By Laura Rogoski & William Fraser, MC

Our mental resilience is NOT fixed. Mental health is something that fluctuates. If we work on it, it can become more robust. If we don't, it can start to decline. Improving our mental health is something that takes attention.

For example, imagine we start ignoring our mental health. If we do this, states of overwhelm, stress, and trauma can weaken our ability to be happy. As life compounds, we can become more responsive to minor changes and challenges. The slightest things like a long lift line or someone not shovelling at the spot can set us off. These mild annoyances can then snowball into a mountain of stress.

On the flip side, mental health and emotional well-being can be strengthened. Who we are is not set in stone. If we think of our mental health like a muscle, it can grow the more attention we give it. We can train and sculpt it the same way going to the gym trains and sculpts our bodies. We just need to be committed. Our legs won't get into shape by going to the gym once. It's the same with our mental health. To develop it, to strengthen it, we need to continue exercising it.

Lucky for us, building our mental health is not as expensive as a gym membership. It requires conscious effort, but it doesn't require considerable time or money. No matter where we are in our emotional well-being, adding daily cognitive exercises to our routine is incredibly beneficial. Devoting 5 or 10 minutes to daily practices like acknowledging/naming feelings, setting intentions, identifying triggers, challenging negative thoughts, journaling, and meditation can be life-changing.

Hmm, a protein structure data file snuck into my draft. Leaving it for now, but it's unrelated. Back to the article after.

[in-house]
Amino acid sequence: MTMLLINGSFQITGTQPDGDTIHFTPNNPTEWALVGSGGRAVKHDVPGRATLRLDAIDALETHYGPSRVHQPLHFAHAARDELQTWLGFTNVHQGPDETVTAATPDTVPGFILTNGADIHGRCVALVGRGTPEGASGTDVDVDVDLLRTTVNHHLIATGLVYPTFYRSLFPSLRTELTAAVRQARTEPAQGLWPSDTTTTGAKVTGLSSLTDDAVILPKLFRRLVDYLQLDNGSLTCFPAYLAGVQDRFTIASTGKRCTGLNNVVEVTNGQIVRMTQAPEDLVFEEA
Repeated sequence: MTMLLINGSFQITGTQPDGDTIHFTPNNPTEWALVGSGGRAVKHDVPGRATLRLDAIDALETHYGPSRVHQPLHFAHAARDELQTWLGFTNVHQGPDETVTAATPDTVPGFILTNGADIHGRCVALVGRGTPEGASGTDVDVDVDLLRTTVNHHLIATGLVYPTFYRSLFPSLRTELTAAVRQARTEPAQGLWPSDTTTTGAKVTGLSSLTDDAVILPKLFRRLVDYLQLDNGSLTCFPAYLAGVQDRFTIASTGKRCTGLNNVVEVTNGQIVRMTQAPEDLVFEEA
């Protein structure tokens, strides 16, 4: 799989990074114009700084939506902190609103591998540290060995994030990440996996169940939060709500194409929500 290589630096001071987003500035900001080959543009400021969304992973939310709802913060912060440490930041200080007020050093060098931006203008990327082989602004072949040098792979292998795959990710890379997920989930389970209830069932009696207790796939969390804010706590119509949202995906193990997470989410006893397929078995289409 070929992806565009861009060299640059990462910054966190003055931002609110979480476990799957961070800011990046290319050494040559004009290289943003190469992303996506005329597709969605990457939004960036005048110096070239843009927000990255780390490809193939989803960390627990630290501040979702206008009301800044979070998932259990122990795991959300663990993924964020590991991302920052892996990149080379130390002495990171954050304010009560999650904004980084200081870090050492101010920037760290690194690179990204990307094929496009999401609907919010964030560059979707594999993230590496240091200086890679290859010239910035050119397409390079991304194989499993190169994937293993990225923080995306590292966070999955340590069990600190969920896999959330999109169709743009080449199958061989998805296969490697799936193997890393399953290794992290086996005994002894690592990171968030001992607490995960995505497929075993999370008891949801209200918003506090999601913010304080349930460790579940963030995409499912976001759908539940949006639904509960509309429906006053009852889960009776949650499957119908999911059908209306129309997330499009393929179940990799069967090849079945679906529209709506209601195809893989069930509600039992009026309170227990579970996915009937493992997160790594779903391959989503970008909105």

[o] Alex Beebe

These daily practices are like preventative medical care. They help us prepare for the inevitable hardships life throws at us. Consider something like brushing our teeth. We do it for fresh breath, but it also prevents costly and painful cavities. Whatever technique we use to strengthen our mental health works the same way. We can feel better and reduce future harm if we keep doing it. We still might get depressed, just like we still might get cavities. However, it might not hit us as hard because we have done the work and have developed healthy coping mechanisms.

Strengthening our mental health is about finding what works best for us. Expect some trial and error. Whatever technique we choose may seem strange and awkward initially, but that doesn't mean it's not helpful. We discover what we need to heal if we listen to ourselves. We are constantly changing, and our daily practice will grow and change. When we focus our energy on our growth and progress rather than our results, we will always have something to be proud of. Just by making an effort, we are growing stronger.

Want to learn more about mental health and mental health techniques? Check out @_were_all_mental on Instagram 


Here you can find resources and a link to the Mental Meetup, a free community support group hosted online every Monday. These resources are created by snowboarders for snowboarders. 

It is important to note that this article is not a substitute for professional care. If you are struggling with something, it's best not to do it alone. Reach out to friends, call a helpline, or visit a professional like a doctor or psychologist.

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